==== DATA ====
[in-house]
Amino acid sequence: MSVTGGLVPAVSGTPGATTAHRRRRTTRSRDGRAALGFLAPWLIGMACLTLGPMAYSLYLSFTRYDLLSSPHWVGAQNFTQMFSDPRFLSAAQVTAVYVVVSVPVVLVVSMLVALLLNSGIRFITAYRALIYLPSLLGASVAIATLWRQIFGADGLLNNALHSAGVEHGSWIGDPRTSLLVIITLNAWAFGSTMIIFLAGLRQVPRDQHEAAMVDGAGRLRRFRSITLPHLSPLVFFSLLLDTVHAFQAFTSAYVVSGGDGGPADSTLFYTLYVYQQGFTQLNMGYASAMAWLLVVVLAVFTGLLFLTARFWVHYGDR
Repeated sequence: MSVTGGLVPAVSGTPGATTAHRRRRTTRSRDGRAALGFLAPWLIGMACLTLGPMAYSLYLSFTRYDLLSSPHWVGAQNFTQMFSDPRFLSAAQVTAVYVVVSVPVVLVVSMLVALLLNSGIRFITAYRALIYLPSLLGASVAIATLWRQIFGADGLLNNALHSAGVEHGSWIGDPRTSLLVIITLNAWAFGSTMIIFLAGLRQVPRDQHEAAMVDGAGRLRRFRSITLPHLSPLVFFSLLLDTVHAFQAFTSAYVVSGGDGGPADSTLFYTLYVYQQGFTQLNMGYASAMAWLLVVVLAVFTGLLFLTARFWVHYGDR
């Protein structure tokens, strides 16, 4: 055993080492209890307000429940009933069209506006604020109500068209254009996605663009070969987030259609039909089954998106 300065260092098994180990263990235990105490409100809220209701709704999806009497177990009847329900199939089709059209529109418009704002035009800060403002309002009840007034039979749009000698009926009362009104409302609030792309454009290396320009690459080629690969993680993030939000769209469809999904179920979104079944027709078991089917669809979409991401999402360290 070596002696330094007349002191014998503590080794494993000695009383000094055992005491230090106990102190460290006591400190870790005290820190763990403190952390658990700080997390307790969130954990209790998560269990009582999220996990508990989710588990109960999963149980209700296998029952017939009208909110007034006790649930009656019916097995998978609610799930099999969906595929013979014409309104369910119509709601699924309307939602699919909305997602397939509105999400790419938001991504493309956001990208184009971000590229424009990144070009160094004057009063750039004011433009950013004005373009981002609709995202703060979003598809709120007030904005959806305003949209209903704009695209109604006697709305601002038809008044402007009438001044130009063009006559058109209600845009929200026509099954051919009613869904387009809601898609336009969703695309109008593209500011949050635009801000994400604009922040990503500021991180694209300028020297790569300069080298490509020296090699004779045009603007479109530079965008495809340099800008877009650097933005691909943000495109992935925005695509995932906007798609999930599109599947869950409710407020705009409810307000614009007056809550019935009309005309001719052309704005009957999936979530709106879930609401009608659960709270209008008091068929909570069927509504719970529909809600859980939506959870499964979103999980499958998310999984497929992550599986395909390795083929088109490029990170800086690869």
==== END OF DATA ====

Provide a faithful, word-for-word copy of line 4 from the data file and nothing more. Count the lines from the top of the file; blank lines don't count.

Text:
């Protein structure tokens, strides 16, 4: 055993080492209890307000429940009933069209506006604020109500068209254009996605663009070969987030259609039909089954998106 300065260092098994180990263990235990105490409100809220209701709704999806009497177990009847329900199939089709059209529109418009704002035009800060403002309002009840007034039979749009000698009926009362009104409302609030792309454009290396320009690459080629690969993680993030939000769209469809999904179920979104079944027709078991089917669809979409991401999402360290 070596002696330094007349002191014998503590080794494993000695009383000094055992005491230090106990102190460290006591400190870790005290820190763990403190952390658990700080997390307790969130954990209790998560269990009582999220996990508990989710588990109960999963149980209700296998029952017939009208909110007034006790649930009656019916097995998978609610799930099999969906595929013979014409309104369910119509709601699924309307939602699919909305997602397939509105999400790419938001991504493309956001990208184009971000590229424009990144070009160094004057009063750039004011433009950013004005373009981002609709995202703060979003598809709120007030904005959806305003949209209903704009695209109604006697709305601002038809008044402007009438001044130009063009006559058109209600845009929200026509099954051919009613869904387009809601898609336009969703695309109008593209500011949050635009801000994400604009922040990503500021991180694209300028020297790569300069080298490509020296090699004779045009603007479109530079965008495809340099800008877009650097933005691909943000495109992935925005695509995932906007798609999930599109599947869950409710407020705009409810307000614009007056809550019935009309005309001719052309704005009957999936979530709106879930609401009608659960709270209008008091068929909570069927509504719970529909809600859980939506959870499964979103999980499958998310999984497929992550599986395909390795083929088109490029990170800086690869």